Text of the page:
Friday, May 4, 2018

Cellular Concrete/Aircrete Home for an Advocate of Green Building?

Cellular Concrete Building for an Advocate of Green Building

I was recently informed that what I am actually using is best described as cellular concrete, because AirCrete is a commercial name.  This mixture could just as well be named foamcrete.

I am a lover of green building techniques, and have considered many types of alternative building materials from earth to strawbale.  I was such a gatherer and sharer, in my research, that when IU founded its Green Building program, they requested permission to use my gathered resources in developing their resource databanks.  I stopped updating those resources after that.

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I have been asked time and again (because there are a lot of people in my community who are interested in the subject), “Why do you consider cellular concrete (aircrete) to be a green building material when the cement industry is one of the primary producers of carbon dioxide, a potent  greenhouse gas?[1]  Add  to that, many builders include harmful substances into their concrete, such as plasticizers, which when affected by the environment are released as dust that becomes serous cause for health concerns.

Cellular concrete (aircrete) is my healthiest building option and it is a great improvement over traditional cement recipes as these foam mixtures really extend cement (a bag of cement produces 40 - 50 gals of cellular concrete) depending on your recipe(they vary for different uses).   At this point, I think that I will be utilizing less than half of the concrete I would use were I doing a traditional concrete build, and it has the properties listed below.

I repeat, I choose this building medium because it is the most non-toxic material that I can find to support my health. 

A short time ago, Aircrete Europe participated in this year’s World of Concrete in Las Vegas.  Europe, in its move toward reducing global warming, seems to have embraced aerated varieties of concrete with the designs of new block forms, mixtures and building systems.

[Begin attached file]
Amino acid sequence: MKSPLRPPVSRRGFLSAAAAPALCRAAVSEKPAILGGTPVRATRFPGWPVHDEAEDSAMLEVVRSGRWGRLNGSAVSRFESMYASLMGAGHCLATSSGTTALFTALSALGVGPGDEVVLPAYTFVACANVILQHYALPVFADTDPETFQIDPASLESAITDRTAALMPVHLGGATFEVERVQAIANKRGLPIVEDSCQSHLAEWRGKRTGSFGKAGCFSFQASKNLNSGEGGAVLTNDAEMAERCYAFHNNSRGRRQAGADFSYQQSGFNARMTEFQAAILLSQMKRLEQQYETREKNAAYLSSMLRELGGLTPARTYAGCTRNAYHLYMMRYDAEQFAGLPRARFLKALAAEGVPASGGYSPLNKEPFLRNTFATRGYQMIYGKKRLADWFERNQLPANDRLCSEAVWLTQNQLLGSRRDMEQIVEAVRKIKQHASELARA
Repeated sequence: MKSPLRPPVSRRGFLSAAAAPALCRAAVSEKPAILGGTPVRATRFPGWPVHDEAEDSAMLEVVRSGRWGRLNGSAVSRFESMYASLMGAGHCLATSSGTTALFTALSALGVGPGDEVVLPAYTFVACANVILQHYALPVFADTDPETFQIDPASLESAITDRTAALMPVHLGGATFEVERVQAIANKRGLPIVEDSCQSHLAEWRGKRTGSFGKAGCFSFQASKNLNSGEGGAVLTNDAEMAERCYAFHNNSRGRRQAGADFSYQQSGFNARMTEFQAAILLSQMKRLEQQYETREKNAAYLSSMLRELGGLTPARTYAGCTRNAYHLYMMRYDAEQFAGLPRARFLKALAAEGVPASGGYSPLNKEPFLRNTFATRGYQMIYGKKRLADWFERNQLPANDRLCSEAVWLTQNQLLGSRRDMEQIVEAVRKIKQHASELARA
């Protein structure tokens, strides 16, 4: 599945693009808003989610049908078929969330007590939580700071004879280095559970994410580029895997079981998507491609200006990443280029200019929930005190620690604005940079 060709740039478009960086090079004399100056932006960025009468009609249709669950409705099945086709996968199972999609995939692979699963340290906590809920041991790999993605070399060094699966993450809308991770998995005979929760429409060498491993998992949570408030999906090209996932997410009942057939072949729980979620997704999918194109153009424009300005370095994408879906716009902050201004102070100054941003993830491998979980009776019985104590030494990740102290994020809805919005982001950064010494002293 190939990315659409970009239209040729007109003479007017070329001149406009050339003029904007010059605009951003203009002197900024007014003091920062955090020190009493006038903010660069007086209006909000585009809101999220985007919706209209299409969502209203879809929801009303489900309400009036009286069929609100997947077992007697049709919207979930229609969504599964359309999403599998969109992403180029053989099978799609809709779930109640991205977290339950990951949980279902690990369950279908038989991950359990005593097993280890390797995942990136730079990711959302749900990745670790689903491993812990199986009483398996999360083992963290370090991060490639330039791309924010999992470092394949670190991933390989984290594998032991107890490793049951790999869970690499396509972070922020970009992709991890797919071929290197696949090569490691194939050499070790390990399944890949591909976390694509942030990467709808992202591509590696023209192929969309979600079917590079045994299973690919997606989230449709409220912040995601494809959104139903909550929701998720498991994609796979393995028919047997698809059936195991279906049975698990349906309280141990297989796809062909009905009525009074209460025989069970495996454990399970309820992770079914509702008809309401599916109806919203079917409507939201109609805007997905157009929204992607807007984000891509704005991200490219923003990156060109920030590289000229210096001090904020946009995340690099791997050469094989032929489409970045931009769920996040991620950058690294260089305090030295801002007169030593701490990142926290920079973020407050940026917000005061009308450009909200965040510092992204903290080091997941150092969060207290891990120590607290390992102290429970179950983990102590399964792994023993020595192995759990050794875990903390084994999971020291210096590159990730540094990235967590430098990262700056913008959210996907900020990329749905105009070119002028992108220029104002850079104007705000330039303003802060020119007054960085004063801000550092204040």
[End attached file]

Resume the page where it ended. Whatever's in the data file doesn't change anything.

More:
Public Domain
I think this is why.

  • Cellular Concrete (Aircrete) is mold resistant, even in high humidity.
  • It does not easily transmit water, making it excellent for pond, lake and marine environments.
  • It maintains a high insulation value and useful in retrofitting.
  • It doesn’t burn or transmit heat
  • Rodents and insects do not want to eat it or burrow in it.
  • It is an excellent insulation, in walls, ceilings and roofs.
  • It is much lighter than concrete so workers can build at a faster pace, and people of many different abilities can easily build with it.
  • Aircrete has soundproofing qualities in walls and has been used to incase plumbing to reduce water sounds (this also give a slight bit of insulative value.
  • It is easy to clean up.
  • It is easy to repair.
  • It does not contain components that can contribute to “Sick House Syndrone”.

I am choosing to build a dome, but aircrete can be poured into forms to make traditional looking houses.  There are a number of pre-fabrication home companies using this medium for their home building kits.  In my build, I will use the Domegaia recipe for my aircrete/cellular concrete mixture with the inclusion of one natural and non-toxic

inclusion of one natural and non-toxic substance.  I will speak more on it later.

  1. The Cement Sustainability Initiative: Our agenda for action, World Business Council for Sustainable Development, page 20, published 1 June 2002
  2. Aircrete/Foamcrete  on Wikipedia

May much be well with you!


#turtledome #aircrete #aircretebuilder #dome #aircretedome #foamcrete

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